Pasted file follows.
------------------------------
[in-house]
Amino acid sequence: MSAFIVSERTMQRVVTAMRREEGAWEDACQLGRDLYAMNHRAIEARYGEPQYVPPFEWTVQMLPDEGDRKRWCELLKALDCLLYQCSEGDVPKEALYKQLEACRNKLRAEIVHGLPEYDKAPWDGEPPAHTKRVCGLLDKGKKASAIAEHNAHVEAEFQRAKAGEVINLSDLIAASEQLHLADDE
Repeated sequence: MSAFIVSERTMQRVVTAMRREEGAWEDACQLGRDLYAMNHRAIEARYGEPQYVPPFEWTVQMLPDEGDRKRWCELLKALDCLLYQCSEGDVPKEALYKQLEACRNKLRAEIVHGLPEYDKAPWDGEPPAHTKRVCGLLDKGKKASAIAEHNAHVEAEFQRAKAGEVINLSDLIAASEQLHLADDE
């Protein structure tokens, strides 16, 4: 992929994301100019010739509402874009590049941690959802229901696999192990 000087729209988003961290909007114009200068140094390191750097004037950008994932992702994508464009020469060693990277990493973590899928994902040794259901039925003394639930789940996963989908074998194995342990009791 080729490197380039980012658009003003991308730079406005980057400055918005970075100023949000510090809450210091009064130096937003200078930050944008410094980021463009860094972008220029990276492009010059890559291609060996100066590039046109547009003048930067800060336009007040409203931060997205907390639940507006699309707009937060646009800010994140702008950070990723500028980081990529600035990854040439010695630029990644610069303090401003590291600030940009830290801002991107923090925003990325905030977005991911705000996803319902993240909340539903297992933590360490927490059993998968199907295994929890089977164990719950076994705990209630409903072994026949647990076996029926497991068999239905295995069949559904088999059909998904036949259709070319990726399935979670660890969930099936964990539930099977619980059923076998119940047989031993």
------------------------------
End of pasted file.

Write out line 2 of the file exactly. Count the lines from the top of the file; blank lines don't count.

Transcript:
Amino acid sequence: MSAFIVSERTMQRVVTAMRREEGAWEDACQLGRDLYAMNHRAIEARYGEPQYVPPFEWTVQMLPDEGDRKRWCELLKALDCLLYQCSEGDVPKEALYKQLEACRNKLRAEIVHGLPEYDKAPWDGEPPAHTKRVCGLLDKGKKASAIAEHNAHVEAEFQRAKAGEVINLSDLIAASEQLHLADDE